Authors Posts by TBR Staff

TBR Staff

TBR News Media covers everything happening on the North Shore of Suffolk County from Cold Spring Harbor to Wading River.

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Ward Melville High School. Photo by Greg Catalano

By Mallie Kim

Three Village Central School District plans to cut 30 full-time positions, primarily instructional staff, according to Superintendent of Schools Kevin Scanlon. 

The cuts are a result of declining enrollment — district data shows the student population dropped by more than 1,500 over the last decade — and the need to stay within the 2.65% tax levy increase cap the district has calculated based on state regulations for the 2023-24 budget.

“It’s unavoidable,” Scanlon said at a March 8 Board of Education meeting, noting some 75% of the school budget is payroll. “We simply don’t have enough money to sustain where we’re at right now, financially.”

Scanlon said that cuts would not lead to larger class sizes or affect programs already in place, but rather bring staffing more in line with student population levels. Excess positions will be both in elementary and secondary, he said, adding that instructional staff will be most affected because they make up the majority of employees, and the administrative team already made cuts last year.

The meeting was a step in the process of developing next year’s school budget in advance of the May 16 community vote, which will take place in Ward Melville High School’s gymnasium.

Cost increases due to inflation have added budget challenges for the school district, according to Deputy Superintendent Jeffrey Carlson. The part of the tax levy pegged to inflation can only increase by 2% but inflation in the United States at the end of last year was 6.5%.

“It’s killing us, everything is costing so much more,” Carlson said. “We’re really going to learn the difference between ‘we need something’ and ‘we want something.’”

But, Carlson said, at this point that won’t mean taking away aspects of Three Village that make it a desirable district. These include special education services, a topic that often comes up in budget conversations since the district educates students with special needs in-house as much as possible. According to Carlson, this makes the district’s per-pupil cost appears to be higher than neighboring districts, because costs associated with sending students to BOCES programs are not figured into a district’s per-pupil expenditure numbers, while costs for in-district services are.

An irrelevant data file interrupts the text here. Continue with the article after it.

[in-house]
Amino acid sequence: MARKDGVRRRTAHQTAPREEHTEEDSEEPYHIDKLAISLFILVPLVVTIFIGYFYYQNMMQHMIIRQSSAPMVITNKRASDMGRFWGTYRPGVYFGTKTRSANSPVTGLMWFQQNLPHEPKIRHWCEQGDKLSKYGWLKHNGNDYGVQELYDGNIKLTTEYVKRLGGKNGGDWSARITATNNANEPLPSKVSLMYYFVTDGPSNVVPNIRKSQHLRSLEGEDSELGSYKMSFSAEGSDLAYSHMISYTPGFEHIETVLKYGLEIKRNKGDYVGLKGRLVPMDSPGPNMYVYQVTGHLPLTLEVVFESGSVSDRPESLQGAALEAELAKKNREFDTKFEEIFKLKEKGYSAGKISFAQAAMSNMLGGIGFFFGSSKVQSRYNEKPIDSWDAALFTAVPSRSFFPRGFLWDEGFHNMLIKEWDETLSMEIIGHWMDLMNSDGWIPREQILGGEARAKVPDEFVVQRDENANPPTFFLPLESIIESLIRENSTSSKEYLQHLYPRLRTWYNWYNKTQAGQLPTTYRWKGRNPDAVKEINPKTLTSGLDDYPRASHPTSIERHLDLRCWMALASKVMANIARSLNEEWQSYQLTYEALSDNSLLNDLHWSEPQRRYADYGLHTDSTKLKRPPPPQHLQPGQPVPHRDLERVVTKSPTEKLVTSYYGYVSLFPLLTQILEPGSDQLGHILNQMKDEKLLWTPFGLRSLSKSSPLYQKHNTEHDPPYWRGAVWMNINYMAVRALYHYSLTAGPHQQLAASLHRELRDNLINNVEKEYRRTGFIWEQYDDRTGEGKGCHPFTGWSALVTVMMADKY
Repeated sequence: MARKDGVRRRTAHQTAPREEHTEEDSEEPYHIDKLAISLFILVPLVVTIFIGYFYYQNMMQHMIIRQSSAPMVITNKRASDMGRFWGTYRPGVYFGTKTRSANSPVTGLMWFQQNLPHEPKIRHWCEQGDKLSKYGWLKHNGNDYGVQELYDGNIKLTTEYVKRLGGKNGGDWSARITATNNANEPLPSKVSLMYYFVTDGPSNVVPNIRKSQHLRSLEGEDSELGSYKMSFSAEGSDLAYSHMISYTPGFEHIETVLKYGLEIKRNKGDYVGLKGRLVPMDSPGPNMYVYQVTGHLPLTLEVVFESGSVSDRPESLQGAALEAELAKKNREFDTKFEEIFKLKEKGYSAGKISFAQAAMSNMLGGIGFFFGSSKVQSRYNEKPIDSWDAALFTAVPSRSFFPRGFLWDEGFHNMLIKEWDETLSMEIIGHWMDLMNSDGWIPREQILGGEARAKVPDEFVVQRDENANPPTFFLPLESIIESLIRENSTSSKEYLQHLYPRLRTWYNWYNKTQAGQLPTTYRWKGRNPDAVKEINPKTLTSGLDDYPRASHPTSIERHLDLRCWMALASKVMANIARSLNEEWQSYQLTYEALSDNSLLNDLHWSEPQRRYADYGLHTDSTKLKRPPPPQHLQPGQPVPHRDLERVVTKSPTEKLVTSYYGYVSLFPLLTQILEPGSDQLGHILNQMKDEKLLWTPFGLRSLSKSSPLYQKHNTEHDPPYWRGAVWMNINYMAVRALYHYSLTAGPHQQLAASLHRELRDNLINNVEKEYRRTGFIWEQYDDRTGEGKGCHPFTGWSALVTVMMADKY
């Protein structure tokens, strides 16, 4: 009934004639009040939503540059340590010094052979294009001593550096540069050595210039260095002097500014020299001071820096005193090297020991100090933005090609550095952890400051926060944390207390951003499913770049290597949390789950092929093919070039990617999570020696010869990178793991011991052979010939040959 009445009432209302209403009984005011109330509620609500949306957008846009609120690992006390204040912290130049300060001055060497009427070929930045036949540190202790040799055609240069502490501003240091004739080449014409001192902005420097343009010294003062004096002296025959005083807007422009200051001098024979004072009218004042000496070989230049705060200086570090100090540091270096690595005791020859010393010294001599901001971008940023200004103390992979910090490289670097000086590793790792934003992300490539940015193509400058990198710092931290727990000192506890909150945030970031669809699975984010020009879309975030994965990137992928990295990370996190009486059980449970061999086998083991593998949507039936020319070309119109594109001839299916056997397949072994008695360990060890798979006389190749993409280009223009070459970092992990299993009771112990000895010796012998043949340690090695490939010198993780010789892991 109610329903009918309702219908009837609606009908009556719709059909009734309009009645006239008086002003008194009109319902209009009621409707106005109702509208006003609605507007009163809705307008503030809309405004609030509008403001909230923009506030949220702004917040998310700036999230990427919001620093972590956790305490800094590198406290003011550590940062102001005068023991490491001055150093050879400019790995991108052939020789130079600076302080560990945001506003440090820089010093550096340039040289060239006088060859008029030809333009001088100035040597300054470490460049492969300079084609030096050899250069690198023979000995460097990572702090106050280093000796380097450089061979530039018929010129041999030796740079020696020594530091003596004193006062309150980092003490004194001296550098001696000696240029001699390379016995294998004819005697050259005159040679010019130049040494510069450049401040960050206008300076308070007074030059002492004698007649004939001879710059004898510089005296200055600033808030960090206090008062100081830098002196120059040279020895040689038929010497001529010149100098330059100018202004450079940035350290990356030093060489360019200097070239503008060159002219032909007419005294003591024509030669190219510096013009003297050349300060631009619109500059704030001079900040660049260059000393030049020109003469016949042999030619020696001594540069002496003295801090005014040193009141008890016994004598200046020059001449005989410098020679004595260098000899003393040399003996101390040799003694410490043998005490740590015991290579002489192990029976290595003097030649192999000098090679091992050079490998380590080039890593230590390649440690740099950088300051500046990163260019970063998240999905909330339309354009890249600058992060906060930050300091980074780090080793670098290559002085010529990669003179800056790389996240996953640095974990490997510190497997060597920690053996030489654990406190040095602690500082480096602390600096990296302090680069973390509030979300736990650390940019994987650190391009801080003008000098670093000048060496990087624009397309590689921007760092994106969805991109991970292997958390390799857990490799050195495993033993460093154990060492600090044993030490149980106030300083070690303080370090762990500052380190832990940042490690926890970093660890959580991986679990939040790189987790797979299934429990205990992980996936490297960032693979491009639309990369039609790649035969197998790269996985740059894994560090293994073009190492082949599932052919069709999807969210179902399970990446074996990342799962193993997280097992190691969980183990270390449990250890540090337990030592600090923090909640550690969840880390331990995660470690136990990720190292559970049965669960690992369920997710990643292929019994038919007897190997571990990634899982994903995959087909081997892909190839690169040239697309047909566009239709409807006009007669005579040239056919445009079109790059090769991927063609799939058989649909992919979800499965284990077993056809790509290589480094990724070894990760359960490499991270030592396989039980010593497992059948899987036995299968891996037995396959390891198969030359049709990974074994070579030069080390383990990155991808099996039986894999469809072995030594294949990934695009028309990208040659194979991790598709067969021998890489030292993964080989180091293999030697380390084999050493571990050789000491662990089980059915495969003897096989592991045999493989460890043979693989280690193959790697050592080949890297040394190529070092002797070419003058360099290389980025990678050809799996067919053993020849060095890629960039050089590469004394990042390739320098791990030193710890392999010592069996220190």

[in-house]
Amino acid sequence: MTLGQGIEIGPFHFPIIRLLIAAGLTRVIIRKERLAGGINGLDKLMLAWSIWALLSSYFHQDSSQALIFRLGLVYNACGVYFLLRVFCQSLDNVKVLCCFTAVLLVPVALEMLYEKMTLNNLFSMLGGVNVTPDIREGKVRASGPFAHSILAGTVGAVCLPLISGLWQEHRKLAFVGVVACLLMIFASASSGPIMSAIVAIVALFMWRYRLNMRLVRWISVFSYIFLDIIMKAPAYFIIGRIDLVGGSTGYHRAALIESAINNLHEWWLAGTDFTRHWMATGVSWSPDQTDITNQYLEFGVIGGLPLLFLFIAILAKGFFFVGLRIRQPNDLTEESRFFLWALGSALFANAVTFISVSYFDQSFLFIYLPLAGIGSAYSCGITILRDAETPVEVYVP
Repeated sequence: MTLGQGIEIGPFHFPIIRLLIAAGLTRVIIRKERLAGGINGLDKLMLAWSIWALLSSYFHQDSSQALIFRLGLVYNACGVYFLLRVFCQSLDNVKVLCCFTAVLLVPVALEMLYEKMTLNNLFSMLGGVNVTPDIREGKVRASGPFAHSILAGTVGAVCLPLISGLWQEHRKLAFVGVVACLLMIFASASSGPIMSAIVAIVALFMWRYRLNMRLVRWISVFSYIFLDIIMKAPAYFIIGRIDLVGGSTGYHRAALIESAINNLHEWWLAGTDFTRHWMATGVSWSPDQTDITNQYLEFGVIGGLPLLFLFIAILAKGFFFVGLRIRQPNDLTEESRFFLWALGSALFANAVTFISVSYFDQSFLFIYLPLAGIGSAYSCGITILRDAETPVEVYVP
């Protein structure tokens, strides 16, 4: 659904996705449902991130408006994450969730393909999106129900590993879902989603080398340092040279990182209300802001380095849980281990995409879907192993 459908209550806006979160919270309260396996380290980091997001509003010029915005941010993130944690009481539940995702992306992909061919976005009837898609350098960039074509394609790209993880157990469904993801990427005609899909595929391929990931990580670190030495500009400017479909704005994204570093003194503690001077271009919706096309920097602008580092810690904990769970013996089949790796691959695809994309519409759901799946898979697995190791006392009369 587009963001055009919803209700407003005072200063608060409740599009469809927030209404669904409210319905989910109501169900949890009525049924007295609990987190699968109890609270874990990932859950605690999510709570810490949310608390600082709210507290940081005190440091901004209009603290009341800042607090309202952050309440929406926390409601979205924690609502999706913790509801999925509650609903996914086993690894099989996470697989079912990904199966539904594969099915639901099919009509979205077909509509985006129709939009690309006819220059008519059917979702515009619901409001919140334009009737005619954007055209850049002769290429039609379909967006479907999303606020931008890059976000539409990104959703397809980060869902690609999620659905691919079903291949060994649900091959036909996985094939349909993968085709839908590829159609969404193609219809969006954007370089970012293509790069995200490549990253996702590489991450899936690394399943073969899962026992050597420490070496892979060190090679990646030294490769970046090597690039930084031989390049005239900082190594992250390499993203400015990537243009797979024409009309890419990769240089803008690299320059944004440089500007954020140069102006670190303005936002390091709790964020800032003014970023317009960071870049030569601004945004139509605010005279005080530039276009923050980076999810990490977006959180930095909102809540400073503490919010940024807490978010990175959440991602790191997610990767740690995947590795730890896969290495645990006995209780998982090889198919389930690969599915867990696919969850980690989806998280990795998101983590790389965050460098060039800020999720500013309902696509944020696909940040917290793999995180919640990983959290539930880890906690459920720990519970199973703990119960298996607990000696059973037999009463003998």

Carlson said at the meeting he is often asked why Three Village provides more special education services than legally mandated.

“Well, of course we do,” he said. “We give more than is mandated to all of our students,” adding that pre-K, sports, clubs and universal busing are also not mandated. “I don’t think we’d be proud of ourselves as a district if all we did was the bare minimum.”

The board is advocating with local politicians for the inflation-based cap to reflect real world inflation, Scanlon said, out of concern the rates might continue to soar. 

“We are lucky for next year where it’s not going to affect programs,” he said. “But if it continues at this [rate], it will.”

The district is also seeking additional revenue streams, according to Scanlon, like renting out portable buildings to BOCES and taking on more tuition-based students from other districts. Carlson added that the district would raise rates for after-school care, enrichment programs and facility rentals for private programs.

“We certainly have not kept pace with inflation over the years,” Carlson said, adding the district has seen these programs as a kind of community service. “But those items, too, are costing more and more and more.”

The budget conversation comes just over a month after the district was labeled “susceptible to fiscal stress” by New York State Comptroller Thomas DiNapoli (D). Carlson said this designation did not come as a surprise and reflects too little money in district reserves. Three Village spent nearly $7 million in reserve funds to keep schools open full time during the 2020-21 school year, with a virtual option. 

Carlson expressed pride that Three Village was one of the few districts nationwide to maintain full-time, in-person learning during the pandemic, and said refilling the coffers is a priority. He added the district is in the middle of a plan to replenish this rainy day fund over several years.

“We would love to be in a position where hopefully nothing like that ever happens again, but if it does, we could do that again if we wanted to,” the deputy superintendent said.